By ICC’s India Correspondent
3/11/2016 Washington D.C. (International Christian Concern) – For the past 66 years, India’s government has openly discriminated against Christians and Muslims from low caste backgrounds, more commonly known as untouchables. Unfortunately, this discrimination continues today because of the government’s refusal to recognize that low caste individuals from all religious communities, whether they be Hindu, Christian, Muslim or Sikh, are treated the same.
On February 16, India’s Federal Minister for Social Justice and Empowerment, Thawar Chand Gehlot, reportedly declared that the Indian government would not extend scheduled caste benefits to low caste individuals from Christian or Muslim communities because it would “encourage conversions” to those two religions and would “weaken the Hindu religion.” Gehlot went on to explain that scheduled caste benefits were meant to provide low caste individuals in India with government benefits that would help them escape the practice of untouchability associated with the caste system. Since Christianity and Islam do not believe in a caste system, the practice of untouchability did not exist for Christians or Muslims formally from low castes. Thus, they should not receive scheduled caste benefits.
While this reasoning would seem to make some sense, it fails to recognize the reality faced by millions of low caste individuals from India’s Christian and Muslim communities. Regardless of religious identity, low caste individuals are treated as low caste individuals in India. By failing to recognize this reality, India’s government has created a discriminatory system where low caste individuals from only specific religious communities are able to receive the help needed to break free from caste oppression.
“This is an absolute injustice by the government,” Pastor Solomon, leader of a church in Todibiloli, told International Christian Concern (ICC). “We go through [the] humiliation [of] the Hindu caste system as former untouchables as we [are] part of a Hindu dominant society. Caste oppression [exists], despite our religious affiliation.”
Todibiloli, a small village in the Nizamabad District of Telangana State, has a sizable population of third generation Christians from a low caste, locally called “Mala.” According to the testimonies collected by ICC, those whose forefathers converted to Christianity generations ago continue to suffer discrimination under the caste system despite their religious status as Christians.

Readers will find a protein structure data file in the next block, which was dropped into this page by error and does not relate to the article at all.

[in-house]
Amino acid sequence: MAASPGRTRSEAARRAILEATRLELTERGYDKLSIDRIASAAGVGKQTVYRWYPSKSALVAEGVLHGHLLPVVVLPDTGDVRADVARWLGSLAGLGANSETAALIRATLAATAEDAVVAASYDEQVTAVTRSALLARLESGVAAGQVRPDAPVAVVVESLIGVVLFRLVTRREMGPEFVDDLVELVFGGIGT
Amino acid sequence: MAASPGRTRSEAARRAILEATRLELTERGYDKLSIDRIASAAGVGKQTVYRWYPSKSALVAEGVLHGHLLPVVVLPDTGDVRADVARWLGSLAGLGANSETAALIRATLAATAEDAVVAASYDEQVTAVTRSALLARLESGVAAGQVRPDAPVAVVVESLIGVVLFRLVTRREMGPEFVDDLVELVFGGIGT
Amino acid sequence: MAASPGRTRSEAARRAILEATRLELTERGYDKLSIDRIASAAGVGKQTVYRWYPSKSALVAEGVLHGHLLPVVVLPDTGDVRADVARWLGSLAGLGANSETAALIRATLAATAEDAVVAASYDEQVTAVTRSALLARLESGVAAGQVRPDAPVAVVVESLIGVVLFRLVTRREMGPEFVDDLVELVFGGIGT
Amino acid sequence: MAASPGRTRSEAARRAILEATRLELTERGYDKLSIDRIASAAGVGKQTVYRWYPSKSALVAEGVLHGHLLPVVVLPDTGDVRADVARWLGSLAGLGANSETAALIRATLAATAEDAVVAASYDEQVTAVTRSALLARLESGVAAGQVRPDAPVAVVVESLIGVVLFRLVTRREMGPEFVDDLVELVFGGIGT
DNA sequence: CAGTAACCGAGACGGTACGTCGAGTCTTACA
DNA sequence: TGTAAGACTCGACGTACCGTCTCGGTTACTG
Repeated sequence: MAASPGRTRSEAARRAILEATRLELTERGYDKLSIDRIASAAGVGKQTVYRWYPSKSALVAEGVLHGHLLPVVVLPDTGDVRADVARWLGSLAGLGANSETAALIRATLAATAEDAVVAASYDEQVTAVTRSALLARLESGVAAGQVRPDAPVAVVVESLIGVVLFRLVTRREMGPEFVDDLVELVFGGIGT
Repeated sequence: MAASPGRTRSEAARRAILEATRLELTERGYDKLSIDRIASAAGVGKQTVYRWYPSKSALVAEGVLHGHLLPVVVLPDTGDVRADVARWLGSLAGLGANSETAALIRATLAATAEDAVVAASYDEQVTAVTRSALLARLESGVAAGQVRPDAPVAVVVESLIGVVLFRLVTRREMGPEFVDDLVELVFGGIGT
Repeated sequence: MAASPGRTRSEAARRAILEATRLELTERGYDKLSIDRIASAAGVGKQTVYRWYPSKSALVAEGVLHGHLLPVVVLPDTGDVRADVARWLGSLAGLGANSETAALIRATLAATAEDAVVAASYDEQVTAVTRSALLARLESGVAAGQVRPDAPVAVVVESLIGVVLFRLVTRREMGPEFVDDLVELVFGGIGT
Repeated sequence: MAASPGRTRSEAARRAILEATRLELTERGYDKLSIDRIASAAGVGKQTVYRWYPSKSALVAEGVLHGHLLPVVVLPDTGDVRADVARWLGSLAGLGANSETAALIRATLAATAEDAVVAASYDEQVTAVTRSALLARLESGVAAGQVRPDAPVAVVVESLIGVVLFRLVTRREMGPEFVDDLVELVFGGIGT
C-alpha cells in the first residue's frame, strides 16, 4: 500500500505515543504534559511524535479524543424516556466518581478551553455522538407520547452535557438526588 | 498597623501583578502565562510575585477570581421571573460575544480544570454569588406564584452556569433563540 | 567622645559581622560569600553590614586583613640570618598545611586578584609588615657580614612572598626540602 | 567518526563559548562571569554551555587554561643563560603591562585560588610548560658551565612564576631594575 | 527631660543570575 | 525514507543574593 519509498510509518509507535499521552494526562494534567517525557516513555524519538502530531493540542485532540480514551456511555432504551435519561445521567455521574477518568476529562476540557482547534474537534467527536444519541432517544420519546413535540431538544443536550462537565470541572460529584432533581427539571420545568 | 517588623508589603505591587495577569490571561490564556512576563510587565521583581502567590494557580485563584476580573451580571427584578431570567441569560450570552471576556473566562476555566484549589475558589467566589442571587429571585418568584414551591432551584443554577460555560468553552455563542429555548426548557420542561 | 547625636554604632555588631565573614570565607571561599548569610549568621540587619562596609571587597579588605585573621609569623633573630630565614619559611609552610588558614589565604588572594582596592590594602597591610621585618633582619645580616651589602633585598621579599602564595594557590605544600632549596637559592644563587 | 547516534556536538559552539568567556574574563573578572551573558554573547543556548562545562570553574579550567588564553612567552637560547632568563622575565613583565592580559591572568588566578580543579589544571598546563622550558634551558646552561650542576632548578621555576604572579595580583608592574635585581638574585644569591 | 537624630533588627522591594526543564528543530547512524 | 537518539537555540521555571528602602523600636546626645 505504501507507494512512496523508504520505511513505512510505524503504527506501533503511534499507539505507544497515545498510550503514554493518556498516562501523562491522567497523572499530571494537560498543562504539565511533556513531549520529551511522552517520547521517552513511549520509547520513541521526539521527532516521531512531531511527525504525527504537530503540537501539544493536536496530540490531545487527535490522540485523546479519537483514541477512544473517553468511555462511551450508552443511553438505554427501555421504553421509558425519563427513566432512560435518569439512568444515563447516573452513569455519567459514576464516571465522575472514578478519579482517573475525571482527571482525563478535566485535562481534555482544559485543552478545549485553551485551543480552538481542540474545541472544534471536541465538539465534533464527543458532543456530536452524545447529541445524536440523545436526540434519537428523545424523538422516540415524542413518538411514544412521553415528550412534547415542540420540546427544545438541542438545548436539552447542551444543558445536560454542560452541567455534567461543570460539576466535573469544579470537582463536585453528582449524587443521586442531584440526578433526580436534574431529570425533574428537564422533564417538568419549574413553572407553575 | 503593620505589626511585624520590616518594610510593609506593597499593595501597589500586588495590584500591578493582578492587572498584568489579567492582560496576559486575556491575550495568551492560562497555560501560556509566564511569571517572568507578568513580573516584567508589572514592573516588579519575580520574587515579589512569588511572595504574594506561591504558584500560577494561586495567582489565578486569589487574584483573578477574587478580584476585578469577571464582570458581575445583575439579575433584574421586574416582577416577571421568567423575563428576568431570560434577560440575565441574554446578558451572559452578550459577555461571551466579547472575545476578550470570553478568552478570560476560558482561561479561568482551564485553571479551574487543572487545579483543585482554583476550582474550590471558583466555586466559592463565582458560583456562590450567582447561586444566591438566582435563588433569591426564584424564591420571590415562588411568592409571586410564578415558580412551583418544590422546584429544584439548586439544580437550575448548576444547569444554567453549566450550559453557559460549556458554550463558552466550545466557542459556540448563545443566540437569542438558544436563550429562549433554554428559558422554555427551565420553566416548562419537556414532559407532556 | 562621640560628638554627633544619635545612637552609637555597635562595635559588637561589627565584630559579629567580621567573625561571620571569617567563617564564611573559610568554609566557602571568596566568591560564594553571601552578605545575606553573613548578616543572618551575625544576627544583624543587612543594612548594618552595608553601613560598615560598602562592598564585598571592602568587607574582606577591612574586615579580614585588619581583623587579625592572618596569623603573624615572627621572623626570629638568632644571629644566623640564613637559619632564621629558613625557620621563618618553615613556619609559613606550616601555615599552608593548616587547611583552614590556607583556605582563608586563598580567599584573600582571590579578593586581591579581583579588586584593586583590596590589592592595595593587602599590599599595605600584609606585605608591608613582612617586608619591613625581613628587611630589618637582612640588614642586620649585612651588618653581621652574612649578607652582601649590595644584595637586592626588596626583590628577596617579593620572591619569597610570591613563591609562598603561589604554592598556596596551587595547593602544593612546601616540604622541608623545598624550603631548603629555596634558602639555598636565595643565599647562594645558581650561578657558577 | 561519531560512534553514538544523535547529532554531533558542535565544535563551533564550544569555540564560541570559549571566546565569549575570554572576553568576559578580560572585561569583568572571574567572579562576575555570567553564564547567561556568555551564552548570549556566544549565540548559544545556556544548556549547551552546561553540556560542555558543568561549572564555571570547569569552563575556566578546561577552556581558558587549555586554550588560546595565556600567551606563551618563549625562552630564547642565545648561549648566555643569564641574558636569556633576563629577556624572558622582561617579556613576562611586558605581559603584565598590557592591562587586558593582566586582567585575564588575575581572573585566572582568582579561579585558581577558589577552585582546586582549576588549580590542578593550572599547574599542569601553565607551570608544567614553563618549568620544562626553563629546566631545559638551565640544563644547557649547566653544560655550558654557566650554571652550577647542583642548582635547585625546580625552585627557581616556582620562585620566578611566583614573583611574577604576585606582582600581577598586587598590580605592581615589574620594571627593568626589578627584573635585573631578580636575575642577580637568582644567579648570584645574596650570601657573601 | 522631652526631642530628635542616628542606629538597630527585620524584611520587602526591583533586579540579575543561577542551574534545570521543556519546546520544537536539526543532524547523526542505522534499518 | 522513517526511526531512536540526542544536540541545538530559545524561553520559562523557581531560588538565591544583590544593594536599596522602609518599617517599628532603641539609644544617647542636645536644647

In a series of interviews with ICC, the Mala Christians of Todibiloli reported that they could only collect water from the village well at a designated time so that local high caste individuals would avoid being “polluted” by the Mala Christians. Samuel, an elder at the local Church of South India, said, “The upper caste people clean the tap and surrounding area after we fetch the water to avoid being polluted. This is so de-humanizing.”
Pastor Nitin Kumar, pastor of a local church, told ICC, “I am well known in the area as [a] pastor, so people know I am a Christian. One day, I was traveling on public transportation. When I arrived at my destination, there was another lady who also had to get down from the bus. Since the driver did not have the exact change to give it to us, he asked if we could share the change. I had enough coins to give her change, but to my utter shock, the lady went and washed the coins at the nearby bore well, knowing that I was an untouchable. This is despite the fact that she clearly knew that I am Christian.”
“We don’t dare to attend any social events or functions in my village,” Anand Rao, a Dalit Christian, told ICC. “It is better to stay at home than to be treated lower than the rest and be humiliated.”
“Once, I attended an upper caste wedding,” Rao continued. “When the time came for the feast, I was asked to sit outside because I was unclean. Since then, I have decided not to attend any functions of upper caste families.”
Vinod Kumar, a 25-year-old Mala Christian, was similarly humiliated by an upper caste family in Todibiloli village. When he went to an upper caste house to extend a wedding invitation, the woman at the house first inquired about his caste status. When he said that he was from the Mala Christian caste, she told him to place the invitation on the door step, not wanting to pollute herself by touching the invitation Kumar was trying to give to her.
“It was so disgraceful,” Kumar said. “Suddenly, I felt that I was subhuman by the treatment from this upper caste woman.”
Gaddapati Vijaya Raju, President of the All India Christian Federation, told ICC, “It is disheartening to see 66 years of [calls] for rights [by] Dalit Christians go unheard. This is in spite of recommendations by various commissions and political parties. We are simply asking the government to be fair and that the government delink religion from the scheduled caste benefits.”
Of the 24 million Christians in India, over 80% come from low caste communities and would be able to receive scheduled caste benefits if religion was unlinked from this process. Regardless, the reality faced by the vast majority of India’s Christian community is not being taken into account by India’s government who, if Minister Gehlot’s statements are to be believed, seems more interested in keeping Hinduism as the country’s dominant religion than providing equal rights to all its citizens.